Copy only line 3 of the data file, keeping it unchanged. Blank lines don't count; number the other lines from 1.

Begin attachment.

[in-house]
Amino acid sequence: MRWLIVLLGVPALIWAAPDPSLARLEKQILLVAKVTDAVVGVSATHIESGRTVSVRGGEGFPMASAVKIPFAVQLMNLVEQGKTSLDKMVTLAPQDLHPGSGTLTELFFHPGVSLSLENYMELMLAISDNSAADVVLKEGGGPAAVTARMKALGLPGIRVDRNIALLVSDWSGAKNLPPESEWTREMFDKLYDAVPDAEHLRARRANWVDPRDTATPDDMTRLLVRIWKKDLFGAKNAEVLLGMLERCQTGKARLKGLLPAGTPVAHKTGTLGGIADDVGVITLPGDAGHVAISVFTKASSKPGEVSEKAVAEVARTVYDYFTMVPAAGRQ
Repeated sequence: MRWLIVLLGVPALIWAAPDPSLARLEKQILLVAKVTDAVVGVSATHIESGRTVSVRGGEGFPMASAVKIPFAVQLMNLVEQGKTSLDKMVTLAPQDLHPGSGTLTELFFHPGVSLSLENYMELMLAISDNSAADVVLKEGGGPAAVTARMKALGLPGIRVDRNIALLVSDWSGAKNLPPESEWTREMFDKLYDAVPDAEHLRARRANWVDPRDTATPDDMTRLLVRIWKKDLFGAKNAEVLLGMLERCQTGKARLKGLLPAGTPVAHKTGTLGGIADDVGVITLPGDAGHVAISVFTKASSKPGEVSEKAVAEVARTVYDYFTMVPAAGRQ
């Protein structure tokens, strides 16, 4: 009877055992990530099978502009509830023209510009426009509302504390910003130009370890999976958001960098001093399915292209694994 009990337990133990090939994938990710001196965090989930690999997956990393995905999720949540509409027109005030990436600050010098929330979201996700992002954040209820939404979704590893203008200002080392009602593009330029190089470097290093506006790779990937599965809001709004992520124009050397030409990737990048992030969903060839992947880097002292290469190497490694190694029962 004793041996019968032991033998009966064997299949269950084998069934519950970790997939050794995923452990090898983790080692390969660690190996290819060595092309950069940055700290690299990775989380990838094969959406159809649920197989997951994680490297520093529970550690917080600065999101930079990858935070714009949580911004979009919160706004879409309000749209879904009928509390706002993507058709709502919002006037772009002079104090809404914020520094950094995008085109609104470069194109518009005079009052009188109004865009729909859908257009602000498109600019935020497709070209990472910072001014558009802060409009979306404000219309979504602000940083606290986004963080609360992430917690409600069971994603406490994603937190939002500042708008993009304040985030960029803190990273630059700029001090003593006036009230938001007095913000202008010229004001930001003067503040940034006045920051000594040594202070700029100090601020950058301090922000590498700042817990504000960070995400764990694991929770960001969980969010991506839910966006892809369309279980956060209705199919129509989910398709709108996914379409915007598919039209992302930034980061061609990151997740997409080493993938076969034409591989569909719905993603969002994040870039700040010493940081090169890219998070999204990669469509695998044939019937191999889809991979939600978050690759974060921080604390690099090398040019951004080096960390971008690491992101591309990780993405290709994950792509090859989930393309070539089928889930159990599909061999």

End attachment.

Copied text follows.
Repeated sequence: MRWLIVLLGVPALIWAAPDPSLARLEKQILLVAKVTDAVVGVSATHIESGRTVSVRGGEGFPMASAVKIPFAVQLMNLVEQGKTSLDKMVTLAPQDLHPGSGTLTELFFHPGVSLSLENYMELMLAISDNSAADVVLKEGGGPAAVTARMKALGLPGIRVDRNIALLVSDWSGAKNLPPESEWTREMFDKLYDAVPDAEHLRARRANWVDPRDTATPDDMTRLLVRIWKKDLFGAKNAEVLLGMLERCQTGKARLKGLLPAGTPVAHKTGTLGGIADDVGVITLPGDAGHVAISVFTKASSKPGEVSEKAVAEVARTVYDYFTMVPAAGRQ